When it comes to AI in radiology, there is a lot of energy to innovate, and academic radiology departments have done incredible work. The challenge, Kahn said, then becomes not only keeping up the products but also taking what has been developed as a "project" and turning it into a "product." That's where he said a corporate partner can be valuable in scaling the AI to more sites or commercializing it.

Busy radiology departments that are considering how to deploy AI now or in the near future will want to tune in to this special build-or-buy AI episode of the "Keeping Up With the Radiologists" podcast. Listen now.

Impressions from this episode:
{02:57:00} Build it, buy it
{04:50:08} FDA clearance
{05:11:23} Corporate partners
{07:47:07} Back end of AI
{10:32:00} Economies of scale
{13:01:02} Transfer to commercial entity
{13:55:01} Adapting commercial systems
{15:12:01} Unique needs
{16:36:17} Overfitting
{18:21:18} Postdeployment monitoring
{19:13:18} QC
{26:15:24} AI overhead
{27:16:08} Value of AI
{29:33:11} Comprehensive functionality
{33:01:05} Marketplace approach
{35:19:14} Context of prior imaging
{39:55:14} Efficiency gains
{41:01:05} QureAI in U.S.
{48:29:19} What industry needs
{49:01:19} Radiology practice needs

Saurabh (Harry) Jha
Mitchell Schnall
Penn Medicine
University of Pennsylvania
Tessa Cook
Chuck Kahn
Prashant Warier

Special guest:
Prashant Warier is co-founder and CEO of QureAI. Warier is a data scientist by training and has been building algorithms for about 22 years.

Saurabh (Harry) Jha, MD, is an associate professor of radiology at the Hospital of the University of Pennsylvania. Jha obtained a master’s degree in health policy research from the Leonard Davis Institute at the University of Pennsylvania. He earned his medical degree from the United Medical and Dental Schools of Guy’s, King’s, and St. Thomas’ Hospitals. Jha developed Value of Imaging, a set of radiology educational resources.

Mitchell Schnall, MD, PhD, is a physician at Penn Medicine in its abdominal imaging services program. Chair of the department of radiology and the Eugene P. Pendergrass Professor of Radiology at the Perelman School of Medicine, Schnall has served as the group co-chair of the ECOG-ACRIN Cancer Research Group since its founding in 2012. He is an international leader in translational biomedical and imaging research, working throughout his career across the interface between basic imaging science and clinical medicine to ensure effective integration of radiology research with other medical disciplines.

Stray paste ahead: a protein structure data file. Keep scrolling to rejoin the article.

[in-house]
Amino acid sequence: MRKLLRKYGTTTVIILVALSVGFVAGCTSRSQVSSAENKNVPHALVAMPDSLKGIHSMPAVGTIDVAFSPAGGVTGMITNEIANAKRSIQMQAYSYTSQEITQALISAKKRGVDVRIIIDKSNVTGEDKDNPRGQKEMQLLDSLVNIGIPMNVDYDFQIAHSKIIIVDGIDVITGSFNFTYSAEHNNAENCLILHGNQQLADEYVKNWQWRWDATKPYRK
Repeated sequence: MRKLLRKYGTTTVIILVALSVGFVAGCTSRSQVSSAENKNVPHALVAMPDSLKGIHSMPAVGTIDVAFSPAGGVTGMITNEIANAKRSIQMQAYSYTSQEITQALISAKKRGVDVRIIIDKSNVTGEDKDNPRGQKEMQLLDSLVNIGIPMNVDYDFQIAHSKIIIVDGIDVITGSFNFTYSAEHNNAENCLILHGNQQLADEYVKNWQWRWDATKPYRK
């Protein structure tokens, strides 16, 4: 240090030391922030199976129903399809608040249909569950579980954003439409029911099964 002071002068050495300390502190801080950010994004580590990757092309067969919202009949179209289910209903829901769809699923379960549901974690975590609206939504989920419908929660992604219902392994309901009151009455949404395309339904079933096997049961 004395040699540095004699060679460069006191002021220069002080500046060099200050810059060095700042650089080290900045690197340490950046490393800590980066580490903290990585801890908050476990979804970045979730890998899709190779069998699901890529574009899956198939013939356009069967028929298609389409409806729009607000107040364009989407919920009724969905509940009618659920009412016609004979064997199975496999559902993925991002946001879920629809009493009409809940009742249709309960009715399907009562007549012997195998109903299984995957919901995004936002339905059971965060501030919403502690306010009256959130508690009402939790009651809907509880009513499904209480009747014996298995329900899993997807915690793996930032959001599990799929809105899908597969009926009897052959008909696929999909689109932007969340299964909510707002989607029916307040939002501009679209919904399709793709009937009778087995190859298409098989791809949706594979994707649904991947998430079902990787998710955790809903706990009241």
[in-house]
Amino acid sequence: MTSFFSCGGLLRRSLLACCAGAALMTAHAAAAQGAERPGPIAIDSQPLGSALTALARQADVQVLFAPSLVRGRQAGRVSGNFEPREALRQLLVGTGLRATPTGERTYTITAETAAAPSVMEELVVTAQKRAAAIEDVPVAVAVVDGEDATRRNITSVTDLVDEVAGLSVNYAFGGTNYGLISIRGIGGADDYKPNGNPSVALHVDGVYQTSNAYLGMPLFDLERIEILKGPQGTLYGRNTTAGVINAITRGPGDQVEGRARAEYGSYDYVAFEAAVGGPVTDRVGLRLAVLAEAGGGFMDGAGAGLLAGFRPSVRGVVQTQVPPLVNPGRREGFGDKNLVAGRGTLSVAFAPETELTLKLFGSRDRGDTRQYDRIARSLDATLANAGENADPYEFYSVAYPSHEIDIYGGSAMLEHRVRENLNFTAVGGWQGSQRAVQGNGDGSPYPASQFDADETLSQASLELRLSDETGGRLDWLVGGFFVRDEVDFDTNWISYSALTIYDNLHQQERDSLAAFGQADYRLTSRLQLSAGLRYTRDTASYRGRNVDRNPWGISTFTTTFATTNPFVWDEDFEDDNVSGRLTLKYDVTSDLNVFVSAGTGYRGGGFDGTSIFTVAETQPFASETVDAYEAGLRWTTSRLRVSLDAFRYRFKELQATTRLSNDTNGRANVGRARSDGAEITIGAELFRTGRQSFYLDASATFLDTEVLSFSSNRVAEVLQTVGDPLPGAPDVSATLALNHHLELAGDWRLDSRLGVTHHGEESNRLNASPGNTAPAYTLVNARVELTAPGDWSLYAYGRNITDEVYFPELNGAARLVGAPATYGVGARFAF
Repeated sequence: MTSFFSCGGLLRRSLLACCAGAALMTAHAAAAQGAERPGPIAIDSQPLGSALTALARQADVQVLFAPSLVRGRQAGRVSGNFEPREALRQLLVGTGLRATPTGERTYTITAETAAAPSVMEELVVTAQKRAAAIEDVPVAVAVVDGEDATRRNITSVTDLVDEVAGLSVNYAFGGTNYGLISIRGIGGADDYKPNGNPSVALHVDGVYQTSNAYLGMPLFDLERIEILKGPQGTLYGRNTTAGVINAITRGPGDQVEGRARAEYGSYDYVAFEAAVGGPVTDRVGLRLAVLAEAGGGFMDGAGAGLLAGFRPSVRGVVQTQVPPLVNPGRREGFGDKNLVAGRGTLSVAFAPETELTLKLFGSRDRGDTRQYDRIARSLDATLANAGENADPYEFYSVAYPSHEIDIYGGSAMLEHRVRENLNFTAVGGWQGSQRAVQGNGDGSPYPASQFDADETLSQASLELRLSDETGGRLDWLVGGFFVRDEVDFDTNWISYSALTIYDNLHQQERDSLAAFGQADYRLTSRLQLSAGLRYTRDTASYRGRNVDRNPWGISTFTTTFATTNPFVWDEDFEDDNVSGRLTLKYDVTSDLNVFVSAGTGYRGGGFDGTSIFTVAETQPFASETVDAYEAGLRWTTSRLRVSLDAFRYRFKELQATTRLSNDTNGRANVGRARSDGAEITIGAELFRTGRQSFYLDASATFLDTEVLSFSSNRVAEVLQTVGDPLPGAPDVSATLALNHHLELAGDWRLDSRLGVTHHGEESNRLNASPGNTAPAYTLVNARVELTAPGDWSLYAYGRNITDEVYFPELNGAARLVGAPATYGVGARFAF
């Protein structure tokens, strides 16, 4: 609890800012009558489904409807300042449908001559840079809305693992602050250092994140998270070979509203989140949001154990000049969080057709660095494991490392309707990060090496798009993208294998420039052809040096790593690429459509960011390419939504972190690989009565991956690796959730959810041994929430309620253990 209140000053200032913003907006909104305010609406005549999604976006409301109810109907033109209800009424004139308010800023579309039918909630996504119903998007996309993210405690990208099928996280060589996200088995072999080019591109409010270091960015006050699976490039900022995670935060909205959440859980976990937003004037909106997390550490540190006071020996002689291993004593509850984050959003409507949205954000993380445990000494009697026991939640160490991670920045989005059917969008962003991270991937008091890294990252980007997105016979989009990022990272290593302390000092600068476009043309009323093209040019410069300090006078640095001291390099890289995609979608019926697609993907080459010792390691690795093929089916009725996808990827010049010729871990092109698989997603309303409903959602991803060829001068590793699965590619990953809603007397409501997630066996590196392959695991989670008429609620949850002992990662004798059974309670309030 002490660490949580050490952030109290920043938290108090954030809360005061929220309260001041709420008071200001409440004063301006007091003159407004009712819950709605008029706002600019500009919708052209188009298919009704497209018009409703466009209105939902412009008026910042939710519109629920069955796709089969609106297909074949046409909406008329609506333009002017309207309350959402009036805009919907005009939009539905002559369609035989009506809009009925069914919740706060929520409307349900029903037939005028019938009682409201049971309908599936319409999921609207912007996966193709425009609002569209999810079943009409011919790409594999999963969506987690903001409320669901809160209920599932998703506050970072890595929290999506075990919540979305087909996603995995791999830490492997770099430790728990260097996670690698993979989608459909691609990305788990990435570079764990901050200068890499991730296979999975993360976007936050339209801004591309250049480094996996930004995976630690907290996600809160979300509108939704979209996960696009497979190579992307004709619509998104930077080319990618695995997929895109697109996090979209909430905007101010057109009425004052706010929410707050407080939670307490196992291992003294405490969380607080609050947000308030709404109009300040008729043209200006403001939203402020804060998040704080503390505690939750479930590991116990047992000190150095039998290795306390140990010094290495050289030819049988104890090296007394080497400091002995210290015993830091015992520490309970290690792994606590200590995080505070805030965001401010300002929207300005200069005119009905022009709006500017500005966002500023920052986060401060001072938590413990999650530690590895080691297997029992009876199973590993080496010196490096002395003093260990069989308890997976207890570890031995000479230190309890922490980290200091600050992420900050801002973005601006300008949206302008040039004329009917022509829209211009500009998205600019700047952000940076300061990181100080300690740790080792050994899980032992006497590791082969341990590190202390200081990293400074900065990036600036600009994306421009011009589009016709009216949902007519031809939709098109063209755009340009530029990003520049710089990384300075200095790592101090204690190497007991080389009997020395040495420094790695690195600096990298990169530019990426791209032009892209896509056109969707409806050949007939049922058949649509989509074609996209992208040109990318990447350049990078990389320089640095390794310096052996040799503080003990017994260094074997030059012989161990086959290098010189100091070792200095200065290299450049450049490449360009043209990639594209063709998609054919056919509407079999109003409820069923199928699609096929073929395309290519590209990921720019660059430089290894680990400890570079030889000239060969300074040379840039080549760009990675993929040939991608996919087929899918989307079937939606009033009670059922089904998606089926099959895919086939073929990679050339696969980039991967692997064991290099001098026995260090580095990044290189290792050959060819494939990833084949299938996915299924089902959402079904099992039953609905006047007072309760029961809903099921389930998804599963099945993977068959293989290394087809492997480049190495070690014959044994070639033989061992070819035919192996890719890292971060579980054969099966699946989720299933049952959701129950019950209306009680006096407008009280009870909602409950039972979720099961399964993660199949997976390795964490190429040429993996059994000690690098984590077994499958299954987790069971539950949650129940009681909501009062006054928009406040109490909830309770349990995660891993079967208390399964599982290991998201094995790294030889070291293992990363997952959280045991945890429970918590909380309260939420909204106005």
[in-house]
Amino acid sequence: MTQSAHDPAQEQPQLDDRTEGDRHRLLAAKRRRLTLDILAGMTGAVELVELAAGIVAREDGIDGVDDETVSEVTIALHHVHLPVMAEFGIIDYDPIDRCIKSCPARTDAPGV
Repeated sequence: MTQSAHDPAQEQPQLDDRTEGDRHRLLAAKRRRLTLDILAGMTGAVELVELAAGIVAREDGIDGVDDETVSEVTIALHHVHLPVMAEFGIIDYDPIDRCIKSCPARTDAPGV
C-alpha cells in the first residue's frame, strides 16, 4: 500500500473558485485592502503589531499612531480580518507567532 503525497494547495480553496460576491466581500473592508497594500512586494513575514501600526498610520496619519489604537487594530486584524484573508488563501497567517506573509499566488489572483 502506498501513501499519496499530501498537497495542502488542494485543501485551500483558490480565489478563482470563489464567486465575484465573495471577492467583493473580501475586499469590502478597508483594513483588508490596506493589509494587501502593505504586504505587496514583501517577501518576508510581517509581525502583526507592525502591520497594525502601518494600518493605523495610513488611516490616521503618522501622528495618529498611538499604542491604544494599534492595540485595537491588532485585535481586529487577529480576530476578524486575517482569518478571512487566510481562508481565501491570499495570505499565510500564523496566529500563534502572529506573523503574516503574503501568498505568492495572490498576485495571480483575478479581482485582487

Tessa Cook, MD, PhD, is a cardiovascular radiologist and board-certified clinical informaticist at Penn Medicine. Cook serves as co-director of Penn Medicine's Center for Practice Transformation in Radiology which develops and pilots innovation initiatives looking for improving care delivery in radiology. That includes AI.

Chuck Kahn, MD, is a radiologist at the University of Pennsylvania. Khan serves as vice chair of the department and looks after matters related to informatics and information technology. His personal interests are in information systems, decision support, artificial intelligence, and health services research.

This episode of Keeping Up With the Radiologists is brought to you by AuntMinnie.com in collaboration with Penn RadiologyThe series is also available on Spotify and Apple Podcasts. Check back for new episodes!